Our guide, Fernando, was incredible, putting his 30 years of vast Galapagos and conservation knowledge to use as he explained, in fascinating fashion, every detail about every ecosystem, every bird, reptile and mammal, every plant, flower and tree, every volcano crater, lagoon and beach, every conservation program and research effort.

These islands reveal far more than what you could possibly read in a book.

From the various new species of iguanas that were created over a 10,000 year period to the learned behavior of the finches to the special role of cacti, we learned so many intricate details about how these islands came to be, how these animals came to be and how it all has and will continue to change due to both natural and human factors.

That education is something I won’t forget.

And it’s why I’m smiling so widely right now thinking about the stunning red sands of Rabida Island and the wacky albatross dances on Espaniola, the thousands of boobies building nests on Genovesa, the hammerhead sharks in Black Turtle Cove and the snorkeling off of South Plaza Island where we encountered hundreds of types of marine life.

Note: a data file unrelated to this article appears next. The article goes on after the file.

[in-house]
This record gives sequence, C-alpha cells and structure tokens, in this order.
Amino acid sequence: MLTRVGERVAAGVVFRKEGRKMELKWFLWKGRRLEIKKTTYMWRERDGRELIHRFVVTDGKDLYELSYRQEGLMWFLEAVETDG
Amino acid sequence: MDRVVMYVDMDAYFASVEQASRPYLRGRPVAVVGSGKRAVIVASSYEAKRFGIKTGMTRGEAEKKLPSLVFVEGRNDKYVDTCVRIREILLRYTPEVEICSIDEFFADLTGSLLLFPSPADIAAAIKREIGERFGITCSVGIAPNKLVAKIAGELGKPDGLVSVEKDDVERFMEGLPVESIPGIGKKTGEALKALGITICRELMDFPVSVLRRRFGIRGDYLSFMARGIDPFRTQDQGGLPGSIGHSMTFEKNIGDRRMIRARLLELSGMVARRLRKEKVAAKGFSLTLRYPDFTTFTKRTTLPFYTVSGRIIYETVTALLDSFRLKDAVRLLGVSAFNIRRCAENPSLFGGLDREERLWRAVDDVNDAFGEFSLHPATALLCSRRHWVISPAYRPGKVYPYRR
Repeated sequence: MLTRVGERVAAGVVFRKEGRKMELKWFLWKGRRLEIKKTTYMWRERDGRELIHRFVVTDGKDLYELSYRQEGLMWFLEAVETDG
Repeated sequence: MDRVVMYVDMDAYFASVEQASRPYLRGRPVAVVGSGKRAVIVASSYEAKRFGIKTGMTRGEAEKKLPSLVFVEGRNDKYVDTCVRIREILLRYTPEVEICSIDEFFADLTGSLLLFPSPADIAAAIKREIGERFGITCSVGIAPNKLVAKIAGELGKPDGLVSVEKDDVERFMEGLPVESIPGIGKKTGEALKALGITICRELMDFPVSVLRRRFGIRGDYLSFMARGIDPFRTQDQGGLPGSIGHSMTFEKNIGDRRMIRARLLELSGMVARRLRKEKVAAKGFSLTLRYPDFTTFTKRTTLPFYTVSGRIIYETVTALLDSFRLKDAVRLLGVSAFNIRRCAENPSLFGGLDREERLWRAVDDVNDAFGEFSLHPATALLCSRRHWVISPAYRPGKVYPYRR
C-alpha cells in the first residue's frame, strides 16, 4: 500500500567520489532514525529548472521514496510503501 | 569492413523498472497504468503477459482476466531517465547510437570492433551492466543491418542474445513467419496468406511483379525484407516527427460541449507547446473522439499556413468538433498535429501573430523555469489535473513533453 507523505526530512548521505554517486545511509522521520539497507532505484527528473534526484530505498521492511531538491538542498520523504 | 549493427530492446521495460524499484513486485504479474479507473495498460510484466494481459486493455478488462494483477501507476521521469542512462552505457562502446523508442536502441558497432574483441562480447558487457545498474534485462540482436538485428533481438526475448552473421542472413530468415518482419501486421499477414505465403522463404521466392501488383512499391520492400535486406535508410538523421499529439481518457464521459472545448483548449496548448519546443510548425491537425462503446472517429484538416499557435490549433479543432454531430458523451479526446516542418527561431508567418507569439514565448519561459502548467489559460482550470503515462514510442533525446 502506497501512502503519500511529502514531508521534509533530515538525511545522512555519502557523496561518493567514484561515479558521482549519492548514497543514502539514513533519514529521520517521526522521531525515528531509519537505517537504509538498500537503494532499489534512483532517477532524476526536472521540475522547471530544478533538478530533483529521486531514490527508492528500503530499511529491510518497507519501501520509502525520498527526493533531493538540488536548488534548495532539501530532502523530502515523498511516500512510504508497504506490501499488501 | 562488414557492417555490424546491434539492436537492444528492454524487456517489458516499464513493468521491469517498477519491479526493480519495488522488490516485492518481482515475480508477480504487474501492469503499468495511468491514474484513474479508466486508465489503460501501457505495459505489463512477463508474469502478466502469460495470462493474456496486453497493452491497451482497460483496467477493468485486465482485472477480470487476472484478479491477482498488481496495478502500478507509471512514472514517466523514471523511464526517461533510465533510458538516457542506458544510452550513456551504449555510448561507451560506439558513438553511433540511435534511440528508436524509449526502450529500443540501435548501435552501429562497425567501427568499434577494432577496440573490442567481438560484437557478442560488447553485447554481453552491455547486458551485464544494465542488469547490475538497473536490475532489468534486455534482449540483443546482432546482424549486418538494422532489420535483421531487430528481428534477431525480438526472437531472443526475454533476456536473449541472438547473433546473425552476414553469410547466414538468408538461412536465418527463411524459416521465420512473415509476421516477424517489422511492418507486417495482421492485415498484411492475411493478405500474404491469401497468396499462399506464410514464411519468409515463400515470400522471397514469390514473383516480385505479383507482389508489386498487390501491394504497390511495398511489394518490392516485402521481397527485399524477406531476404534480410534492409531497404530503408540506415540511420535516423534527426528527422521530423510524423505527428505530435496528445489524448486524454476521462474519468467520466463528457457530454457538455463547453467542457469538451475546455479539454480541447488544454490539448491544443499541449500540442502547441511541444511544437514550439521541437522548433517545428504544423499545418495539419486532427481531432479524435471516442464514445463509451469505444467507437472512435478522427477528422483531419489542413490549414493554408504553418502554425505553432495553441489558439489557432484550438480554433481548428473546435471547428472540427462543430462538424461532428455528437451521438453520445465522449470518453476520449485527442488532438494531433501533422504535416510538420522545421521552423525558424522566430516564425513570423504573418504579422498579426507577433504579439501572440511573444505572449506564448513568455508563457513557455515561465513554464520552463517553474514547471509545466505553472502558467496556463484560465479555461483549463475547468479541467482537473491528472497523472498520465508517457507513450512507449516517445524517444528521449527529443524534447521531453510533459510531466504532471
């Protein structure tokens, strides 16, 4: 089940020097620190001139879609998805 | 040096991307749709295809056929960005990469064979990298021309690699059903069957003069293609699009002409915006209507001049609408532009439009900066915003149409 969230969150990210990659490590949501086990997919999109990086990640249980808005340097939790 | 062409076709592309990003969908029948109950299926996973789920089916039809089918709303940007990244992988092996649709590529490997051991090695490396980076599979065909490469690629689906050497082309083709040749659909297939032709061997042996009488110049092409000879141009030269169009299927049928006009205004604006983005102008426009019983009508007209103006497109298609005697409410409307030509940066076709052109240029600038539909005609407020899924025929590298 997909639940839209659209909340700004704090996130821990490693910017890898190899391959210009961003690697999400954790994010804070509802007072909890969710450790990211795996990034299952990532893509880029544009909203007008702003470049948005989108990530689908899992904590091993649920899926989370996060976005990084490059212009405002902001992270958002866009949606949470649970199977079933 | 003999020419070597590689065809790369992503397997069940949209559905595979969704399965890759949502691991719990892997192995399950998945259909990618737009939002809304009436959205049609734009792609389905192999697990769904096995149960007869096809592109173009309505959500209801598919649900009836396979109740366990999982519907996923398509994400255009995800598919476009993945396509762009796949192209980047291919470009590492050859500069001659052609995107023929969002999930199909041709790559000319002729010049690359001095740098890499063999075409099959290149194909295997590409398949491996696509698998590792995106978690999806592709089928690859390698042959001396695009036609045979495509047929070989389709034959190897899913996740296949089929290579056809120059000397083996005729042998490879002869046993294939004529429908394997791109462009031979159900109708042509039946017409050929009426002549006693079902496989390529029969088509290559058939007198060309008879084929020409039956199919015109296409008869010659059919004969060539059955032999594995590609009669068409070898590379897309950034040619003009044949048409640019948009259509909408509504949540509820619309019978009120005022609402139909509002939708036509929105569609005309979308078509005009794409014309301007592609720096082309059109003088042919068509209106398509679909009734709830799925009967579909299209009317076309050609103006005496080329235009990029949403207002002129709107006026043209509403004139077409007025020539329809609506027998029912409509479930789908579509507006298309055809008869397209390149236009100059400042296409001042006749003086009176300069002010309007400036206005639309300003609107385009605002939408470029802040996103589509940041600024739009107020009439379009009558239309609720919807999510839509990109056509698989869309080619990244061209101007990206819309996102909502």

I’ve been traveling nonstop for over 19 years now and I can state, without hesitation, that this was without a doubt a trip of a lifetime in every single way.

And that’s why, outside the Baltra Airport on that final day, I didn’t want to leave. This Galapagos trip couldn’t possibly be over. Or at the very least, I wanted to spot one last sea lion or lava lizard before I took off.

Well, I didn’t see either. However, moments before boarding the flight back to Guayaquil, a tiny Darwin’s finch flew through a window and right into the gate area. And you know what, that sendoff was more than perfect for me.

Please go to the Galapagos if you can.

Have you been to the Galapagos? Any questions about my trip?

My Galapagos Trip Details:
Andando Tours, Quito, Ecuador
[email protected]
Vessel: S/S Mary Anne


Previous posts: How I Booked 13 Flights Around the World for $2200 and Let’s Talk About Tourist Crowds